It was standing in places where it had never been - run off from the surging stream.

It was flowing off of rocks and making beautiful white water.

There have been times, in years past, that we hiked up to the top of the falls.  Not this year!  The water has taken over its whole space.

Over this past spring we often wondered if it would ever stop raining but seeing all that water made those soggy days well worth it.

"In rivers, the water that you touch is the last of what has passed and the first of that which comes; so with present time." - Leonardo da Vinci

Thursday, May 16, 2013

Desert Trees

If you've been a long-time visitor to my blog you know that I have a fascination with trees - or at least the trunks of trees.  I'm always looking for patterns in them and marveling at their shapes, forms and textures.

Our recent trip to the southwest desert allowed me many 'tree events'.  Desert trees are always very inspiring to me.  They are constantly subjected to the forces of nature.  Sun, rain, snow and especially wind can shape these beauties into 'twisty' forms that leave me in awe.

We found this lovely winter white tree in Nevada.  When we asked its name we were told it was the "Snowball" tree.  Its blooms, as they fall from the tree, leave the sidewalks and yards covered with white petals.  Doesn't the trunk look like its advertising winter all year long?  Although it might look like someone has carved into this tree to make the designs it has formed these markings in its bark all by itself.

This pine tree was found on the plains that surround the drop into the Rio Grande River.  Very blustery there and as you can see the wind has been playing games by twisting its trunk into lovely, intricate shapes.

"To touch the earth is to have harmony with nature." - Oglala Sioux

Monday, May 13, 2013

Bandelier National Monument


One of the most wonderful aspects of our trip to the New Mexico desert was its rich history and the fact that it is being carefully preserved.  Bandelier National Monument recognizes and honors the ancient people who lived in this area.  Evidence of human activity dates back 10,000 years.  I can't even begin to tell you how I feel when I am in the presence of a civilization that is so ancient.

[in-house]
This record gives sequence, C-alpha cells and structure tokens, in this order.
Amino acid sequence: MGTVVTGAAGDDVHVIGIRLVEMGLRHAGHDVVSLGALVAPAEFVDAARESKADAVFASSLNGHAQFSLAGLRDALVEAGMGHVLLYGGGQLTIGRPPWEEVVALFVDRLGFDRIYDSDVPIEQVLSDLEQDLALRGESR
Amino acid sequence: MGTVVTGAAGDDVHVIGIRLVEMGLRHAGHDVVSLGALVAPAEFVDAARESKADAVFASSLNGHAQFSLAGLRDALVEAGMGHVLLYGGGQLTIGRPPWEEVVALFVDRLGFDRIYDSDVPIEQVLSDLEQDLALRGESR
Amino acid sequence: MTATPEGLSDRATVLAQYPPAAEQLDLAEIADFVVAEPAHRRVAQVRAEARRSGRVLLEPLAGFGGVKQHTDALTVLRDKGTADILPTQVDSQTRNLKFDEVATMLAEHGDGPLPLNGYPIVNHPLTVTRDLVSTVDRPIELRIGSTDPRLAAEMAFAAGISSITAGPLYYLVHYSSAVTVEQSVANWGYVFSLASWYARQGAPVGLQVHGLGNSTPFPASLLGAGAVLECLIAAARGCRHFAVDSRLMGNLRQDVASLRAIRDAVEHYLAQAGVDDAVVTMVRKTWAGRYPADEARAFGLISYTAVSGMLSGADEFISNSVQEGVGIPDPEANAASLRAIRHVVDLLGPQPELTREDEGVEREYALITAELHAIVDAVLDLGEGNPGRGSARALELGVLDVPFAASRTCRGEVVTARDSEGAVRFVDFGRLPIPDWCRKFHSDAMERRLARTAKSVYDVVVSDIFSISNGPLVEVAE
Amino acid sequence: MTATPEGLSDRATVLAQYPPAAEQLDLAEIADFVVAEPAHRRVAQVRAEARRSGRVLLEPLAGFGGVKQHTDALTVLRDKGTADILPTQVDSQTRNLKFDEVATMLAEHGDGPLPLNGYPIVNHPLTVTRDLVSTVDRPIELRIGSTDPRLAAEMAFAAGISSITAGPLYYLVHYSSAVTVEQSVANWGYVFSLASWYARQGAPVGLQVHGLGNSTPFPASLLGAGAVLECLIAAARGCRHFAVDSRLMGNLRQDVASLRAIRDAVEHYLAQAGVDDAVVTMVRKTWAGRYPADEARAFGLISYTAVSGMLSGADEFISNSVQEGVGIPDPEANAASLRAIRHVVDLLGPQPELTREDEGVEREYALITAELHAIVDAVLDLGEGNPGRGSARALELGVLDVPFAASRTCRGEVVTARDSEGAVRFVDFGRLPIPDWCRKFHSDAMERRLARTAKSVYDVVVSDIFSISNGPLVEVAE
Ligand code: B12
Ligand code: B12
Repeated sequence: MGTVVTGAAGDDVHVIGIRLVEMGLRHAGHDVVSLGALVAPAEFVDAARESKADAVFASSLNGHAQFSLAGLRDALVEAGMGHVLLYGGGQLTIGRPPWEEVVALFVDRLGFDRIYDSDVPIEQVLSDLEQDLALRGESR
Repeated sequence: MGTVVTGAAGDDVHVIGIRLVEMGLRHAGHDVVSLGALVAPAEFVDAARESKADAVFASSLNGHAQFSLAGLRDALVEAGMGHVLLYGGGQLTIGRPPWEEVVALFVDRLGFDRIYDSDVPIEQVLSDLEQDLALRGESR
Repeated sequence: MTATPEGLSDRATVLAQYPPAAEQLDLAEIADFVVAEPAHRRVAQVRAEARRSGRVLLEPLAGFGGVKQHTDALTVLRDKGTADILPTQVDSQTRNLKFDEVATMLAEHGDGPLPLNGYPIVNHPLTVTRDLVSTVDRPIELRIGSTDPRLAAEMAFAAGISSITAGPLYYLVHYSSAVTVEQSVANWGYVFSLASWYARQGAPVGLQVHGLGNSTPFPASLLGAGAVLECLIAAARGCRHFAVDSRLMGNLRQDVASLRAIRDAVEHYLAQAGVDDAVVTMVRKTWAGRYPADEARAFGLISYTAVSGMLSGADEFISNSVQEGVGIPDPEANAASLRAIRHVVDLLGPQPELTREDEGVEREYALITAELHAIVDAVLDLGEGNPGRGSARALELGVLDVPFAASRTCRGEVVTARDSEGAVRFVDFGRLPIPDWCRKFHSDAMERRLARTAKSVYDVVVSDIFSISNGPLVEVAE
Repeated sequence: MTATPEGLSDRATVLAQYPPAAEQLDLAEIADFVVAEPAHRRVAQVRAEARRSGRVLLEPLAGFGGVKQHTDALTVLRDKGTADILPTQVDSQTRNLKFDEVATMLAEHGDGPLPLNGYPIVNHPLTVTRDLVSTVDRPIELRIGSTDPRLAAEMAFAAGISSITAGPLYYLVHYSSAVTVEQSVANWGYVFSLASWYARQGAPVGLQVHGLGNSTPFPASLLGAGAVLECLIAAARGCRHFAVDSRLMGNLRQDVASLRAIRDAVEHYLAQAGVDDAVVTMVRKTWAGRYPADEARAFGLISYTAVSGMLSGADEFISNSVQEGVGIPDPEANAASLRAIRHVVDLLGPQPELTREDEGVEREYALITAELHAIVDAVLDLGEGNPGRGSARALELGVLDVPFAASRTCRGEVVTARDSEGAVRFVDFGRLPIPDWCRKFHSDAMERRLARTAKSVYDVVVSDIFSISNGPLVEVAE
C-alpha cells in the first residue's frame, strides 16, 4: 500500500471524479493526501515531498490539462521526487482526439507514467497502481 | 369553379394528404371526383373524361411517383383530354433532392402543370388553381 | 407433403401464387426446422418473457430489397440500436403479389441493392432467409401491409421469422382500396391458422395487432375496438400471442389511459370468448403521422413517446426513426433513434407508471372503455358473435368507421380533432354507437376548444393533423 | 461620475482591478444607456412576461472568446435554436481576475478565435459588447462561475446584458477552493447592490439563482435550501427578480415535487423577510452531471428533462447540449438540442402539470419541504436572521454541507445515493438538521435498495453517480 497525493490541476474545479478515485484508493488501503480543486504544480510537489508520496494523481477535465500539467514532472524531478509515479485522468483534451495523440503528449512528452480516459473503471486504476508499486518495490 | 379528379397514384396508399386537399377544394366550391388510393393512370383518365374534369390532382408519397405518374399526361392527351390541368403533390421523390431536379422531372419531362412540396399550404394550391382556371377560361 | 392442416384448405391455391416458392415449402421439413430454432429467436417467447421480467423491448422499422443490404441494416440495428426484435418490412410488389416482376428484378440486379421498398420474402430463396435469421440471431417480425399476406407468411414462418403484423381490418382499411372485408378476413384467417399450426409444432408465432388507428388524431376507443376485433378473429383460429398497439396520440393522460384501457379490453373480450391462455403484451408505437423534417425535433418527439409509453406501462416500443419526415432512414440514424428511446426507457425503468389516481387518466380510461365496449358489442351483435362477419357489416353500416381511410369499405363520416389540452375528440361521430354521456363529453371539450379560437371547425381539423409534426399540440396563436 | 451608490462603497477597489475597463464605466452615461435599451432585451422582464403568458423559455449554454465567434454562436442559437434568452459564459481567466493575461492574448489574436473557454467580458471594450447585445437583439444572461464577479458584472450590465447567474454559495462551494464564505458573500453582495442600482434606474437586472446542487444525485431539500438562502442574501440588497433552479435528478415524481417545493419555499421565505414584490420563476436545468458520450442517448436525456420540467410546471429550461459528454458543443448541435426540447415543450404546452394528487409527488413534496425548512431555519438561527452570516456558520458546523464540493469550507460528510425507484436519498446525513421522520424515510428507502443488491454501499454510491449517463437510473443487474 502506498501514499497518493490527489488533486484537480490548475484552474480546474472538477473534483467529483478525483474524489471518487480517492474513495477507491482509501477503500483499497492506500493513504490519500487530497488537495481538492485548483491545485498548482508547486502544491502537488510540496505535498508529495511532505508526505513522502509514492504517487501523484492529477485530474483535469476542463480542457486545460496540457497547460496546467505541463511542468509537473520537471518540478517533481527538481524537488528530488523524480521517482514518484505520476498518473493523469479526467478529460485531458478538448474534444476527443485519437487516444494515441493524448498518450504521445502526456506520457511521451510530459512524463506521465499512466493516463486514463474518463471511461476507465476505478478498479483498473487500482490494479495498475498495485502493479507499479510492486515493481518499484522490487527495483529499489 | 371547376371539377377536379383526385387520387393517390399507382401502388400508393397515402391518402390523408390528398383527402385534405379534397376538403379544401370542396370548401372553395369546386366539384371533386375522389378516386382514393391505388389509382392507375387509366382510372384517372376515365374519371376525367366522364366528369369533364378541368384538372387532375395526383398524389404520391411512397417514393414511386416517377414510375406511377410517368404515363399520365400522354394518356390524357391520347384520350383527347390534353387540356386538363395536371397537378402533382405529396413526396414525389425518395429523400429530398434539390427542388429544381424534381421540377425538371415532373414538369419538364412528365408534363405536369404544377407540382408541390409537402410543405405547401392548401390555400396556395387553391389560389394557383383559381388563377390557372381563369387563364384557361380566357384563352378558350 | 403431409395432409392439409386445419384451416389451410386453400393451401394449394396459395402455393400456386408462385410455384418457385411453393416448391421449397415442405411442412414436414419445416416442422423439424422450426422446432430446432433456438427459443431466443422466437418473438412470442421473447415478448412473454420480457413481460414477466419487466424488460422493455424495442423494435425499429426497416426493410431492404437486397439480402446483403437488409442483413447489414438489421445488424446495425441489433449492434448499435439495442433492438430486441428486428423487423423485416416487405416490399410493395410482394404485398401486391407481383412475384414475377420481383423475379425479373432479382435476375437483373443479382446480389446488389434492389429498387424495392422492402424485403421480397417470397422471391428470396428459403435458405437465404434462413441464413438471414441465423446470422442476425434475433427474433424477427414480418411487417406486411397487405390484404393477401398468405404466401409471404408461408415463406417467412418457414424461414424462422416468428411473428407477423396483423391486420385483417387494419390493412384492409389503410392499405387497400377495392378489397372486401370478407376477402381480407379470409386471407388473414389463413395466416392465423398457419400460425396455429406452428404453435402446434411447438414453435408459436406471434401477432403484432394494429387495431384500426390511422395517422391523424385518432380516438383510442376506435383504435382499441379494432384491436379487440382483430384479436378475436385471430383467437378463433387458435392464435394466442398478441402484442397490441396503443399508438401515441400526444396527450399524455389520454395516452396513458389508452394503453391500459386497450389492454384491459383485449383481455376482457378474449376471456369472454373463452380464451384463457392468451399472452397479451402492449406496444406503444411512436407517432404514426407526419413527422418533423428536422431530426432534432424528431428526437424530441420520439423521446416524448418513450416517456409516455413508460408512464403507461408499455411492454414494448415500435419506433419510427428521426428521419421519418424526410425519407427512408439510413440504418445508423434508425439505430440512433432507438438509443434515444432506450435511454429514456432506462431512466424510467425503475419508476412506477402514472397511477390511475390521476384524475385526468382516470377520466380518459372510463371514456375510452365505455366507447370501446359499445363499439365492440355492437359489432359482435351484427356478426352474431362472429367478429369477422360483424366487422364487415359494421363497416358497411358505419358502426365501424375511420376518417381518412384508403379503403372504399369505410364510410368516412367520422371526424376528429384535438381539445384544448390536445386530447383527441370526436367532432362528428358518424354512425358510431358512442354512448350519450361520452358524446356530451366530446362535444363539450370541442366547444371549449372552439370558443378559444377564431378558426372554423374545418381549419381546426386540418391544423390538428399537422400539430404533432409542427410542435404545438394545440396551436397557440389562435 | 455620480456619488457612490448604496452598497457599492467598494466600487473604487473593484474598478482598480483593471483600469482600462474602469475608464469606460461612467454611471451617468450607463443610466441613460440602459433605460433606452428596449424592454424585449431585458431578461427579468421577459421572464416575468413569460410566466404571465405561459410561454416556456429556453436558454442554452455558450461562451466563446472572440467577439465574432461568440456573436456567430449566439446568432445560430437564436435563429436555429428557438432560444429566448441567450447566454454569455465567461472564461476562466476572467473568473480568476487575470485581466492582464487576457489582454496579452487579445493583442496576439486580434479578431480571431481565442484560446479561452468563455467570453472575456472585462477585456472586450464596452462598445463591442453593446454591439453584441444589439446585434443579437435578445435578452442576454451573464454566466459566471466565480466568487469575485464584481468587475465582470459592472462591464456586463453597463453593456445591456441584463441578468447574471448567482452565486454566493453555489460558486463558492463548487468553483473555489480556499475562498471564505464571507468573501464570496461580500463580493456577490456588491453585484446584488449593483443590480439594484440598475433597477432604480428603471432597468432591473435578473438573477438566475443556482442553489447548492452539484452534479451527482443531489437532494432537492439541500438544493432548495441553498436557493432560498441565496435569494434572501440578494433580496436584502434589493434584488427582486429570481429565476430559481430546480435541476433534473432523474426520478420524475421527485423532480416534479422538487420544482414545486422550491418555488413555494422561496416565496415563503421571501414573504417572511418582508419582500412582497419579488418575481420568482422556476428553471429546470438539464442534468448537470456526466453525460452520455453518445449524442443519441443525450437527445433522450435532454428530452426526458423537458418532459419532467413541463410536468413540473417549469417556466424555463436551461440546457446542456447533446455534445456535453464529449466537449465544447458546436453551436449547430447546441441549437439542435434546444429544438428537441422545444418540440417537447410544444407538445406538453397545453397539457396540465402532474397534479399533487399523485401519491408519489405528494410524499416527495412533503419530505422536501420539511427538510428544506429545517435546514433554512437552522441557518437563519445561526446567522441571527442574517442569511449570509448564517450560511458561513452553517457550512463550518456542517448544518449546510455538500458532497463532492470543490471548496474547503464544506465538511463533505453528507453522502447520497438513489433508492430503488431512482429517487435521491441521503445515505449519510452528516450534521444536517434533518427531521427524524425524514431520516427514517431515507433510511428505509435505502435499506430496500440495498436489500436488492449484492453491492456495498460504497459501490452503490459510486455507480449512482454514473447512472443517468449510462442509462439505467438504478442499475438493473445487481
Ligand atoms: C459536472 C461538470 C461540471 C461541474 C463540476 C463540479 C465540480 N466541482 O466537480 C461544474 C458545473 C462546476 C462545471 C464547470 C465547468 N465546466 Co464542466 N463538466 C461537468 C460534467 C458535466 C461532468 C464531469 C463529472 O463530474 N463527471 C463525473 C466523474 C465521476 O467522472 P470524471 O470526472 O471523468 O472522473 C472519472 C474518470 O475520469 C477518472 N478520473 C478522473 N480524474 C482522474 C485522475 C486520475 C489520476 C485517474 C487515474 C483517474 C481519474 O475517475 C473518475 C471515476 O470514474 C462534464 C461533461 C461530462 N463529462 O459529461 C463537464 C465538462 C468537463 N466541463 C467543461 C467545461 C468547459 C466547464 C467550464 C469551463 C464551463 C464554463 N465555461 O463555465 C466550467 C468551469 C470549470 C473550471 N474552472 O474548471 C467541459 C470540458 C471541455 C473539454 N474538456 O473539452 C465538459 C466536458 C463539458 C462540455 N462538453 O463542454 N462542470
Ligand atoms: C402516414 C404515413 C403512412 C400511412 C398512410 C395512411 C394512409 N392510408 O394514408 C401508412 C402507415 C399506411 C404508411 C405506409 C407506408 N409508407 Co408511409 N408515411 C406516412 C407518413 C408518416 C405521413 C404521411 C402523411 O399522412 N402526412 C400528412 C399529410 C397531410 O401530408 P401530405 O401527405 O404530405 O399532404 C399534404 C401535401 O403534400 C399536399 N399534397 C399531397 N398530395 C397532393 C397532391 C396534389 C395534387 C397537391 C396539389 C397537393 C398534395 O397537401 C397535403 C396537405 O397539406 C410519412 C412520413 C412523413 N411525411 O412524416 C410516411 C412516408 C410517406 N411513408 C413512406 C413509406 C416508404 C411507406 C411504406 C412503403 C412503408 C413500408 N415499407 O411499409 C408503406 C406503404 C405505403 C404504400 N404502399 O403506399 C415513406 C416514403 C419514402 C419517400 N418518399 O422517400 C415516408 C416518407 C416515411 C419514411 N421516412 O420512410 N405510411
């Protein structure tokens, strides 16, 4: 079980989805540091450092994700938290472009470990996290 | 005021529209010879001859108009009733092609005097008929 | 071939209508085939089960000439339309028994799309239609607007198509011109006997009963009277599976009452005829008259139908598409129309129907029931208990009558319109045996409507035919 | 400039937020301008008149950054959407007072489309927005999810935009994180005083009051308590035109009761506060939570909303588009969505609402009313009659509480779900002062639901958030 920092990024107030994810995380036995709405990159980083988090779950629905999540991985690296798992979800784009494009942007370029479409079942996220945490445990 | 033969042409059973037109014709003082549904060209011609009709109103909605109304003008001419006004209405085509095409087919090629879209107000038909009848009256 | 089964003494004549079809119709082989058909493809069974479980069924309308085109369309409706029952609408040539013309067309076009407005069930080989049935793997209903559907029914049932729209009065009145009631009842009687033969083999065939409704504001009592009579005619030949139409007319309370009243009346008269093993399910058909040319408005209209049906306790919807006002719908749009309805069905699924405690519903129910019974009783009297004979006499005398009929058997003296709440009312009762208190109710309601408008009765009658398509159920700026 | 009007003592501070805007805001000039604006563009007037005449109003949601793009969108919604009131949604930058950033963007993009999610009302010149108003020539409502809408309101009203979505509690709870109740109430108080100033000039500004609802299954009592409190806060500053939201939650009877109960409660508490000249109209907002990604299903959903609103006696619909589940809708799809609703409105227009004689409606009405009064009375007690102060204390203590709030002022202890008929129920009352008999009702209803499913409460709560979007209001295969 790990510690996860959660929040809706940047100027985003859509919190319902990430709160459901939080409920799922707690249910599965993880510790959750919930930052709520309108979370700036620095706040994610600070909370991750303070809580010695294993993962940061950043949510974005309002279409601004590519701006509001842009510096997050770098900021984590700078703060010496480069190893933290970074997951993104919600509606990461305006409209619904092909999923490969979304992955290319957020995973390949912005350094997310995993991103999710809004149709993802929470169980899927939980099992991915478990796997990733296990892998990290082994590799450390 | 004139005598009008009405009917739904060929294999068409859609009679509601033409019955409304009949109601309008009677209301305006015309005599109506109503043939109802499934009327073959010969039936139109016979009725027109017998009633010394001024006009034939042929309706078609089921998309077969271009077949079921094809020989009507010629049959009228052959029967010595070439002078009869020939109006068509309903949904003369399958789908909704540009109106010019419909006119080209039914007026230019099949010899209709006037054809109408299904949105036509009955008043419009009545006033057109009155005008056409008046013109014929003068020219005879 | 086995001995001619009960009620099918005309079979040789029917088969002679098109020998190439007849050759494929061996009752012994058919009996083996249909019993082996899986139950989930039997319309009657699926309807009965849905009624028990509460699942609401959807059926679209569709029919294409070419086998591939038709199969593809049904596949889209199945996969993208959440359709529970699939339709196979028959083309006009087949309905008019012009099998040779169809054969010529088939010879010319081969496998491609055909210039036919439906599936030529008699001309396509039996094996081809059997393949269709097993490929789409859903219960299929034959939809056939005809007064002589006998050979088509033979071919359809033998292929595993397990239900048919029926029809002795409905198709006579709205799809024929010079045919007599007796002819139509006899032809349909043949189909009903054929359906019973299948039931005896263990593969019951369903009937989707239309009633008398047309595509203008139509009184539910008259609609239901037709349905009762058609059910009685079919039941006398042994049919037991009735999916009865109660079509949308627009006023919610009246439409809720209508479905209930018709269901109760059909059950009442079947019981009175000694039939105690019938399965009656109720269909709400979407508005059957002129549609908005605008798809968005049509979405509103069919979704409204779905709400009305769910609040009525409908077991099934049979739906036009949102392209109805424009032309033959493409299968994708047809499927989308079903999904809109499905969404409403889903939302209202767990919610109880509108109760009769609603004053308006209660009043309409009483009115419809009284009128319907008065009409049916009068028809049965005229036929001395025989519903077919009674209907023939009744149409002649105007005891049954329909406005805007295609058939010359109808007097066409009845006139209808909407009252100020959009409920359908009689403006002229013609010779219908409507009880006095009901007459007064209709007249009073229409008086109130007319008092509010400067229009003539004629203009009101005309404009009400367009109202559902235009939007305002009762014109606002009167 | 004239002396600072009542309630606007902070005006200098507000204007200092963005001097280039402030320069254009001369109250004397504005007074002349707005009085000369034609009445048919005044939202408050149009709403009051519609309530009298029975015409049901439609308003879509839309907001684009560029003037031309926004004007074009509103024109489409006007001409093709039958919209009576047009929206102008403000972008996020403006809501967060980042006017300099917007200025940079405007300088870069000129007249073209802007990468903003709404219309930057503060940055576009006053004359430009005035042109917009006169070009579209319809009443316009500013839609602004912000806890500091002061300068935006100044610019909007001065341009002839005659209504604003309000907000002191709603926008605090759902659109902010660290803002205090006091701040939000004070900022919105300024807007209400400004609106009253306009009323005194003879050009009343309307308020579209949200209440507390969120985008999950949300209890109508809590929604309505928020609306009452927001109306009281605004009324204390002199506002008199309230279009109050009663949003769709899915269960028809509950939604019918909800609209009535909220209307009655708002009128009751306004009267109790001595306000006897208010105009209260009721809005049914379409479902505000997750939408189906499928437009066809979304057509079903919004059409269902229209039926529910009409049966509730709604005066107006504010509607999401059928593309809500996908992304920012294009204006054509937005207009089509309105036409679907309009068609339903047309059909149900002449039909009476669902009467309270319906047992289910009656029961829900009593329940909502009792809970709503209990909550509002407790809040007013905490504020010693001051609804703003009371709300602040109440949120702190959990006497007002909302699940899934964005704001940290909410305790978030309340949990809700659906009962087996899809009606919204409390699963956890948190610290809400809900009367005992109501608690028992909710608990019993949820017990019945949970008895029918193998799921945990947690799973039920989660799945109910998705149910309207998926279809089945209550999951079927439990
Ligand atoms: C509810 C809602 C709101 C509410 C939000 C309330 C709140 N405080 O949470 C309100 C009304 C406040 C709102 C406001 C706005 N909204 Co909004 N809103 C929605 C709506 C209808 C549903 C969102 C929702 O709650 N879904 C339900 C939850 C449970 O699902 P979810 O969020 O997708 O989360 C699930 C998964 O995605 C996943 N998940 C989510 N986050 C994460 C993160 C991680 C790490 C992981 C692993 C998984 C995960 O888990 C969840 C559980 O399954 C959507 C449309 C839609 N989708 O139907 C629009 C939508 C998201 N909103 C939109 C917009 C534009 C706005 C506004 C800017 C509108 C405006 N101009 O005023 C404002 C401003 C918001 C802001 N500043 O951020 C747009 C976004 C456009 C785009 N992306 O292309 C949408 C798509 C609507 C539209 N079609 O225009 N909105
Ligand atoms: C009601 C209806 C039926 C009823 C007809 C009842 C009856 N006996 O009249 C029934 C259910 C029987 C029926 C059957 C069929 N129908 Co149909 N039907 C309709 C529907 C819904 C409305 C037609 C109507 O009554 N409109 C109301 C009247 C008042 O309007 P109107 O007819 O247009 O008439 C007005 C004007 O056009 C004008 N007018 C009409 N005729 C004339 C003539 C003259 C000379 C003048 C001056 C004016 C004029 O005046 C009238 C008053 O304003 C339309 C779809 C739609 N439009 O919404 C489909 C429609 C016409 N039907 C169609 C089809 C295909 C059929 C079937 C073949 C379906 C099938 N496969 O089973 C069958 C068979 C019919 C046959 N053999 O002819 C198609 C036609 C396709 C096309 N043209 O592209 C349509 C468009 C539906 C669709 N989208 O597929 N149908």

The rock formations here were originally formed by two violent volcano eruptions  more than one million years ago. The pink rock of the canyon wall looks like sandstone but is actually volcanic ash that compacted over time.  The Ancestral Pueblo people used tools to enlarge some of the natural openings in the cliff face.  Stone dwellings were constructed in front of these enlarged openings.

These ruins are the plaza of Tyuonyi.  The walls surrounding this plaza would have been smooth-plastered with mud.  I can only imagine the sights, sounds and smells of the daily activity within and around this village.

This painted design, or pictograph, was part of the back wall of a second story dwelling.

I thank those who have worked to preserve and pass along the teachings of thisoh so long ago period of time in our history.  Walking here on a lovely spring afternoon took me back into time in a wonderful way.

"Tis distance lends enchantment to the view, and robes the mountain in its azure hue." - Thomas Campbell

Friday, May 10, 2013

My Thoughts

As I stood taking pictures of the 'big' country that surrounded me last week I realized that never, ever would I be able to convey to anyone, through photography, the grandeur of the land on which I was standing.

When the deep blue sky goes from horizon to horizon and huge mountains surround me - how can that be captured in my small lens? 

My thoughts were that I am so very small, especially when standing in the middle of this enchanted open land, and my insignificance is enhanced in my mind.  That's not a bad feeling for me - it puts my everyday thoughts, worries, even joys into a perspective that becomes crystal clear in the high desert light.

At the same time I get a feeling of being a part of something so huge and unimaginable - so beautiful and wild and rugged - that to be a small cog in its existence is the greatest of blessings.  I am thankful that I can stand in my smallness and feel that I'm contributing to its history.  If I am to value a small rock found along the side of the road why wouldn't I also value my own being and try to live up to the great challenges that a lifetime brings?

This past week has only brought the wonders and gifts that our world presents us to the forefront of my mind and I am both humbled and honored.

Humankind has not woven the web of life.
We are but one thread within it.
Whatever we do to the web, we do to ourselves.
All things are bound together.
All things connect.

~ Chief Seattle, 1854 ~